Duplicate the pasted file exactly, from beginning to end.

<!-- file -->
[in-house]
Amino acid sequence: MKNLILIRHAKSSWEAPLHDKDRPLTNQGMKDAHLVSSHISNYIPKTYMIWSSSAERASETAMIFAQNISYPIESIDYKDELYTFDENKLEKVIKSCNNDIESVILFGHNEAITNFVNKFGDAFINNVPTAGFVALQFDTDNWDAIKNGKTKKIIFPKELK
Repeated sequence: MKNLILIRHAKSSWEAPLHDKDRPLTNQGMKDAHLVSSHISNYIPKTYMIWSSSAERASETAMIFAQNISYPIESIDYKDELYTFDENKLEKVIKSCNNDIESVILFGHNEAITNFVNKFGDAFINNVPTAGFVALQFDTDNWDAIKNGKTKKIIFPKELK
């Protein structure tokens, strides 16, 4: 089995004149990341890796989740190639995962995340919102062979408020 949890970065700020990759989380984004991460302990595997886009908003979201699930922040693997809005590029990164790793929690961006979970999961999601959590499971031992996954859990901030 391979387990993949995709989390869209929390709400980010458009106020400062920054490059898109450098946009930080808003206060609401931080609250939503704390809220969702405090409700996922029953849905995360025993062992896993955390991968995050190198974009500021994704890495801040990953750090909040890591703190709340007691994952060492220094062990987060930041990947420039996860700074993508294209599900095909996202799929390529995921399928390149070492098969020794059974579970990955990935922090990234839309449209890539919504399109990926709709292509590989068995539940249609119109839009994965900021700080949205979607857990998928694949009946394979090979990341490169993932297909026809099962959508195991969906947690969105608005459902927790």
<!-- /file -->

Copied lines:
[in-house]
Amino acid sequence: MKNLILIRHAKSSWEAPLHDKDRPLTNQGMKDAHLVSSHISNYIPKTYMIWSSSAERASETAMIFAQNISYPIESIDYKDELYTFDENKLEKVIKSCNNDIESVILFGHNEAITNFVNKFGDAFINNVPTAGFVALQFDTDNWDAIKNGKTKKIIFPKELK
Repeated sequence: MKNLILIRHAKSSWEAPLHDKDRPLTNQGMKDAHLVSSHISNYIPKTYMIWSSSAERASETAMIFAQNISYPIESIDYKDELYTFDENKLEKVIKSCNNDIESVILFGHNEAITNFVNKFGDAFINNVPTAGFVALQFDTDNWDAIKNGKTKKIIFPKELK
């Protein structure tokens, strides 16, 4: 089995004149990341890796989740190639995962995340919102062979408020 949890970065700020990759989380984004991460302990595997886009908003979201699930922040693997809005590029990164790793929690961006979970999961999601959590499971031992996954859990901030 391979387990993949995709989390869209929390709400980010458009106020400062920054490059898109450098946009930080808003206060609401931080609250939503704390809220969702405090409700996922029953849905995360025993062992896993955390991968995050190198974009500021994704890495801040990953750090909040890591703190709340007691994952060492220094062990987060930041990947420039996860700074993508294209599900095909996202799929390529995921399928390149070492098969020794059974579970990955990935922090990234839309449209890539919504399109990926709709292509590989068995539940249609119109839009994965900021700080949205979607857990998928694949009946394979090979990341490169993932297909026809099962959508195991969906947690969105608005459902927790």